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A career spent collaborating across continents to improve intensive care

In September 2021, Professor Jeffrey Lipman AM will retire from an intensivist career that has spanned more than 30 years and revolutionised practices in intensive care systems globally. While Professor Lipman is retiring from his clinical role in intensive care, he is increasing his commitment to trauma research in Queensland, emphasising that the way to improve research is to collaborate.

Professor Lipman started working in intensive care in 1978 when it was in its infancy. To begin, doctors applied concepts from the theatre complex to intensive care, extrapolating what they knew about anaesthesia and other areas of medicine to intensive care. They soon realised that intensive care patients were different, and the systems needed improving.

In the early 1980s, Professor Lipman started his research into antibiotic dosing. He realised that in animal models, you could dose aminoglycosides differently. In the 1990s, he conducted a large clinical trial in Soweto, South Africa. The results showed that instead of giving patients three divided doses of antibiotics, it was more effective and safer to give them the combined doses in one.

The next breakthrough for Professor Lipman and his research team was to show that giving the standard dose of antibiotics to young trauma patients was not enough because of their augmented renal clearance. These two research breakthroughs have changed antibiotic dosing guidelines worldwide for critically ill patients. By improving antibiotic dosing, patients respond faster to the drug and antibiotic resistance is prevented.

In 1997, Professor Lipman was brought to Brisbane from South Africa to help establish the new intensive care department at the Royal Brisbane Women’s Hospital, Queensland’s largest teaching and research hospital. Here, he has nurtured a team dedicated to continuing his research into infection management in intensive care. He was also instrumental in developing the anaesthesiology and critical care component of the graduate medical program for The University of Queensland.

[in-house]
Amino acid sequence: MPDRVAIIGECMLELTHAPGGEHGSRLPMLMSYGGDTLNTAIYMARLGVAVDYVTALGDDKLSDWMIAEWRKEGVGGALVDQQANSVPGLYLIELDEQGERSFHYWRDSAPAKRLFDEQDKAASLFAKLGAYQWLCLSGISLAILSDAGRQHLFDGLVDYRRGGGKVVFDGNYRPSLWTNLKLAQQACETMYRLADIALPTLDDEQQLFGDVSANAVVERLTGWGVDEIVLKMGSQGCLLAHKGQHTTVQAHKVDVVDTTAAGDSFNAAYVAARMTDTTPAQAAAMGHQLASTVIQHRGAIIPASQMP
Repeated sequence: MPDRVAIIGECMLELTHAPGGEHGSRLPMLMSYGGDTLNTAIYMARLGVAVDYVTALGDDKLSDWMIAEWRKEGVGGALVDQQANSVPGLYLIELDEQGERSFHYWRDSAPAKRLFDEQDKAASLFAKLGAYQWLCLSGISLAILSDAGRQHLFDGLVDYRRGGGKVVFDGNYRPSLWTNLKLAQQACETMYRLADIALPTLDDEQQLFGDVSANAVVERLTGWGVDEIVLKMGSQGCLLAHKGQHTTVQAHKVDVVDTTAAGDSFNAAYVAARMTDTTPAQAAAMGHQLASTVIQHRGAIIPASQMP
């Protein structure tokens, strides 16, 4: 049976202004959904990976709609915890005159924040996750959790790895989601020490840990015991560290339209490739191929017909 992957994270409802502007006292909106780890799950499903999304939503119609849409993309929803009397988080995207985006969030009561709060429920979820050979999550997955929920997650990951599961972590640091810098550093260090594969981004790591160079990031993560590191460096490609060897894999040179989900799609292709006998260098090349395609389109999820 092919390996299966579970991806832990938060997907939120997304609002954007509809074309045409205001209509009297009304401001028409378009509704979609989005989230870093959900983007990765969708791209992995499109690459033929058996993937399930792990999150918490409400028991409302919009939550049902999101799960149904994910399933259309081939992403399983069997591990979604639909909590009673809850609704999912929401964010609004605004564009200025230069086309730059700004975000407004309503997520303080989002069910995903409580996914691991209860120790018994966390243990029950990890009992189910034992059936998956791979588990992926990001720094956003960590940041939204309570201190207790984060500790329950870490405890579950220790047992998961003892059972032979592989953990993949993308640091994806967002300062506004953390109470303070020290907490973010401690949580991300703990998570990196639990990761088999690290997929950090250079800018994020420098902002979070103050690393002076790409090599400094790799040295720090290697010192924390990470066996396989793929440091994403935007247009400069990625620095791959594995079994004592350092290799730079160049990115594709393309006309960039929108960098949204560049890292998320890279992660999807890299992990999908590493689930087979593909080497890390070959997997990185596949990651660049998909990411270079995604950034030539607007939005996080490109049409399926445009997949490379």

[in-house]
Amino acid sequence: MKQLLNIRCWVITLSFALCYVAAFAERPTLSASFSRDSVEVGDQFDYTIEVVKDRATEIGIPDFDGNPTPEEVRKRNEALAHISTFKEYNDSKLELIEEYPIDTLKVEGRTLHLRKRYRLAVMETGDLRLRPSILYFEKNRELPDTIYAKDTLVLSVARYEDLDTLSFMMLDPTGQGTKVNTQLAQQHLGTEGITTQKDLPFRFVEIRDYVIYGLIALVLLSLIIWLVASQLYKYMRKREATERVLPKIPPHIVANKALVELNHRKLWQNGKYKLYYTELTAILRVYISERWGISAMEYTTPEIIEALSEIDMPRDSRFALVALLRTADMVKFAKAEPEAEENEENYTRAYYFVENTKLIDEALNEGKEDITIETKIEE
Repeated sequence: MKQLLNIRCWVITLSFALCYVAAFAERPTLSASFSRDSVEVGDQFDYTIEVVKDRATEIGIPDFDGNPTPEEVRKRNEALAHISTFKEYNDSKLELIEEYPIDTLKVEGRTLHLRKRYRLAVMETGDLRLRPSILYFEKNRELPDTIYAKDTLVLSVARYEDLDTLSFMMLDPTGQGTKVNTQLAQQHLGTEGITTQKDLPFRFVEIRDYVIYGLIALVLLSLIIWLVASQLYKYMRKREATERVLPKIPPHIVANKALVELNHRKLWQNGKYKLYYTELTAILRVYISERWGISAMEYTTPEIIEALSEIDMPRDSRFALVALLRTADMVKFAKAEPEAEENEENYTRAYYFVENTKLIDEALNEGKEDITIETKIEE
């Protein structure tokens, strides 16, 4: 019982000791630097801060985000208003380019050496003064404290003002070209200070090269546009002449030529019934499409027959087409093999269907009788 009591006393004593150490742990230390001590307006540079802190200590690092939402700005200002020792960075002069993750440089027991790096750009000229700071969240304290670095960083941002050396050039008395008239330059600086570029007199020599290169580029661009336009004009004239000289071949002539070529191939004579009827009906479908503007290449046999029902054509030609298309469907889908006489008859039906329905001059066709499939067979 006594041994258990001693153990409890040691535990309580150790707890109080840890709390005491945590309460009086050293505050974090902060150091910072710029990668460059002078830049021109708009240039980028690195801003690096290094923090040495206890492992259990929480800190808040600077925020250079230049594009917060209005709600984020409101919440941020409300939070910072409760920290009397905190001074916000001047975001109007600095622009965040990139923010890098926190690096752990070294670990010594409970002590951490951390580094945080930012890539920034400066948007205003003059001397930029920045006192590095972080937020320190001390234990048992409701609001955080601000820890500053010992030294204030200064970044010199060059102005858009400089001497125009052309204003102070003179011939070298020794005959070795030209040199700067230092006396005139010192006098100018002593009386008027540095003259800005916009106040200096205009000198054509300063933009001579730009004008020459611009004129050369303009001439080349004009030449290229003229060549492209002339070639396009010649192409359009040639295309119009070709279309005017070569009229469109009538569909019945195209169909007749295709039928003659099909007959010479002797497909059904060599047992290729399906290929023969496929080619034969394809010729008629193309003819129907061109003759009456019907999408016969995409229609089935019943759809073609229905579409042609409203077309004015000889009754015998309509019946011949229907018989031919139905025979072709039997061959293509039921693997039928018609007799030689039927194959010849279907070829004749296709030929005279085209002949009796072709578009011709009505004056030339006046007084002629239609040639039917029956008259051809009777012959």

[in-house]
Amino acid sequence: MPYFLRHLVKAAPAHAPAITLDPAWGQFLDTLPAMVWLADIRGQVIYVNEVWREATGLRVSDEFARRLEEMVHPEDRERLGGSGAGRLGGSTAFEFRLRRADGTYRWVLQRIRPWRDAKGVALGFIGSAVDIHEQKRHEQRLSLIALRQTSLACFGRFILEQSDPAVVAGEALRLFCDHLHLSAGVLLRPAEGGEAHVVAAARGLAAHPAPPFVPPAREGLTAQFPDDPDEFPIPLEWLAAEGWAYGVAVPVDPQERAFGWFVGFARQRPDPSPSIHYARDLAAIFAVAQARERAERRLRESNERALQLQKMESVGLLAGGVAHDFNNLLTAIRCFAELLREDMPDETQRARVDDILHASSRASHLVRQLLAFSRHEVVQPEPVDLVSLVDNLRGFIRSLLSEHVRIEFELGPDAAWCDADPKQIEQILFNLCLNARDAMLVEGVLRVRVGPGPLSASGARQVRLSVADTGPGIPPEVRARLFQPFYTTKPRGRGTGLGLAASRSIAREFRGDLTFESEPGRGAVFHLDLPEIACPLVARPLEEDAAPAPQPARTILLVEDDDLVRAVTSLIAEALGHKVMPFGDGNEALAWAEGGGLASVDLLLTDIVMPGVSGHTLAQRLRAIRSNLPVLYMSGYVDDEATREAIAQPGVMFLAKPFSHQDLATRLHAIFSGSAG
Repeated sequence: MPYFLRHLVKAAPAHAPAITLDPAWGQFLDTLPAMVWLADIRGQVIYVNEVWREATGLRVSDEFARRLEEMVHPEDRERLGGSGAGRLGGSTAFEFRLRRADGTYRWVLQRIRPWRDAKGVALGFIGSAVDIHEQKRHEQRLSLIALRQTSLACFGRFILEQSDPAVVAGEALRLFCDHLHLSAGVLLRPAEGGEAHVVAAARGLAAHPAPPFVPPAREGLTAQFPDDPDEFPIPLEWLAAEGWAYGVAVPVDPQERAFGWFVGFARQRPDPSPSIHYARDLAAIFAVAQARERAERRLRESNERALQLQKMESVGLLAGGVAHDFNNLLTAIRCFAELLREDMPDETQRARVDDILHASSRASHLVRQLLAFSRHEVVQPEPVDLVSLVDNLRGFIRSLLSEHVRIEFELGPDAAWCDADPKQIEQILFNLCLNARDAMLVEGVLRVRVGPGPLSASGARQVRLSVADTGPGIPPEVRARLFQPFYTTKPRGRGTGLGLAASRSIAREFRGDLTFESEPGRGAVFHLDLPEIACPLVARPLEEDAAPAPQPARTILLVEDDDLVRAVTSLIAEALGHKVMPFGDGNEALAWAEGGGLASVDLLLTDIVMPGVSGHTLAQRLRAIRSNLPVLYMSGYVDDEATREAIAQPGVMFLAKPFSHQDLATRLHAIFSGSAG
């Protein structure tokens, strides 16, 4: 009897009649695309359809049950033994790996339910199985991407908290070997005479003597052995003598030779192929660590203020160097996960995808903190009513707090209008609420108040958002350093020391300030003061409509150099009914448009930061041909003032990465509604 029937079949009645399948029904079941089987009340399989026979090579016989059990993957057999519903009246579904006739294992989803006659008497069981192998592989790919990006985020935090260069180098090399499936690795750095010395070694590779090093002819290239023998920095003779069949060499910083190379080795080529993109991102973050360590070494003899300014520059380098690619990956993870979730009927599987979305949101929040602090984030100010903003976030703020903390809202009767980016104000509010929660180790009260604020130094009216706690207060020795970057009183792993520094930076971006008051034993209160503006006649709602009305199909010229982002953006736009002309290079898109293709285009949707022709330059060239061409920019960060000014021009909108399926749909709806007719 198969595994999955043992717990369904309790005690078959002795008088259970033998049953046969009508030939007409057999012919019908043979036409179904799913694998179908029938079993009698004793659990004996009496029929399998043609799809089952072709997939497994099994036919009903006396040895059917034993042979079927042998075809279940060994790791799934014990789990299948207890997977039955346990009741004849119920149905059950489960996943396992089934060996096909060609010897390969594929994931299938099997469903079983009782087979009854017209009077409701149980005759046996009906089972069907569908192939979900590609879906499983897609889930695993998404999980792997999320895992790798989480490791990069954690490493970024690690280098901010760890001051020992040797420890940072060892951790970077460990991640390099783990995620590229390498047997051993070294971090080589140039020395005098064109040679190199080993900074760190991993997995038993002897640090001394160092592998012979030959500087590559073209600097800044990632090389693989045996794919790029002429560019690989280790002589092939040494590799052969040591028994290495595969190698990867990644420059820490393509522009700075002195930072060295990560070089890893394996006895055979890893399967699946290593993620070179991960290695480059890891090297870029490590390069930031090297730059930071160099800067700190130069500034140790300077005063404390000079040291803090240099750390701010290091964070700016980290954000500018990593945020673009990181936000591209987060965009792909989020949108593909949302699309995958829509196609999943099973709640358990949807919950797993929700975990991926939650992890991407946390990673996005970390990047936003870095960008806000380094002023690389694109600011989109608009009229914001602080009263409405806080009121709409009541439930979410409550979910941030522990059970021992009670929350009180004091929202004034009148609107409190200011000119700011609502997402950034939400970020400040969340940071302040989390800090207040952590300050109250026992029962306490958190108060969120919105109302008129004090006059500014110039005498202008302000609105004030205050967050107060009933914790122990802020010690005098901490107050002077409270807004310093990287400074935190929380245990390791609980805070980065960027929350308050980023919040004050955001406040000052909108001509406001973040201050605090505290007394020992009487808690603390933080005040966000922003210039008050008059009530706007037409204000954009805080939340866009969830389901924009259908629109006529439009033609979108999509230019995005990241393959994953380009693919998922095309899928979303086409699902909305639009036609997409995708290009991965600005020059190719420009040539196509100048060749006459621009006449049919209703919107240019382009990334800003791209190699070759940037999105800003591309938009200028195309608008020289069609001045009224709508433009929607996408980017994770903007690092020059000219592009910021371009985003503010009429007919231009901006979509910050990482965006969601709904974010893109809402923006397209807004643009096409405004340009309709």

Professor Lipman is recognised internationally as an expert in this field, receiving an MD from the Chinese University of Hong Kong for pharmacokinetics of antibiotic dosage in 2006. Professor Lipman is adamant that to progress research and improve science, you need to collaborate widely. Over the course of his career he has collaborated with the research unit in Hong Kong and has set up collaborations across Europe, Asia and North America.

“In ICU research, it’s do or die. It’s not enough these days to publish single centre studies,” Professor Lipman said. “With worldwide developments, big databases and the volume of scientific publications, you must collaborate to be able to show generalisability. To show the findings from your study group can be translated to other health systems in other countries.”

“One of the most important elements in research collaboration is ownership by others of the systems that you’re trying to improve,” Professor Lipman said. “Unfortunately, from my experience, it is harder to collaborate across Queensland than across 68 ICUs in Europe. Bureaucracy in Queensland is stunting research growth.”

Committed to increasing collaboration and reducing bureaucracy in research, Professor Lipman leads BDHP’s Trauma, Critical Care and Recovery theme.

Although Professor Lipman sees that BDHP has connected the various institutions across South East Queensland, he recognises that there is more work needed to streamline translational research in Queensland. And that there is enormous societal benefit in doing so. In particular, by reducing the requirements for the use of de-identified patient data in research.

Professor Lipman has received several national and international awards in recognition of his significant service to medicine, anaesthesiology and critical care, and education, including a Member of the Order of Australia in 2020 and honorary membership of the European Society of Intensive Care Medicine.

After more than 20 years as the Director of the Intensive Care Services at the Royal Brisbane and Women’s Hospital, Professor Lipman now concentrates on research, including introducing new concepts for trauma care with the Jamieson Trauma Institute.

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